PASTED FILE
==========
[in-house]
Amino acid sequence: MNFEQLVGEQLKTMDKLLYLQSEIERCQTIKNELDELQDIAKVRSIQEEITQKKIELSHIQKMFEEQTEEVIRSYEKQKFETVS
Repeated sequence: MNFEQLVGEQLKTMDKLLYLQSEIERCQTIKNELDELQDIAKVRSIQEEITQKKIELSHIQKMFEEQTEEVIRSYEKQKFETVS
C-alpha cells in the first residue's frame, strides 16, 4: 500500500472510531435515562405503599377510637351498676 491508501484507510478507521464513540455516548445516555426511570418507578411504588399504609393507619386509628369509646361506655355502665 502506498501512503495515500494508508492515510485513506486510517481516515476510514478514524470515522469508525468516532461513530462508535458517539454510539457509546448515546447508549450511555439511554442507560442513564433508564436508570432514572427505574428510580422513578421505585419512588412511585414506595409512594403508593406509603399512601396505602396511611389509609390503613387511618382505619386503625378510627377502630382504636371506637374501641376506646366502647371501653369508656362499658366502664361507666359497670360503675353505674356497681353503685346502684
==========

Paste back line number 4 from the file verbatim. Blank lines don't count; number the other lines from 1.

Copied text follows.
C-alpha cells in the first residue's frame, strides 16, 4: 500500500472510531435515562405503599377510637351498676 491508501484507510478507521464513540455516548445516555426511570418507578411504588399504609393507619386509628369509646361506655355502665 502506498501512503495515500494508508492515510485513506486510517481516515476510514478514524470515522469508525468516532461513530462508535458517539454510539457509546448515546447508549450511555439511554442507560442513564433508564436508570432514572427505574428510580422513578421505585419512588412511585414506595409512594403508593406509603399512601396505602396511611389509609390503613387511618382505619386503625378510627377502630382504636371506637374501641376506646366502647371501653369508656362499658366502664361507666359497670360503675353505674356497681353503685346502684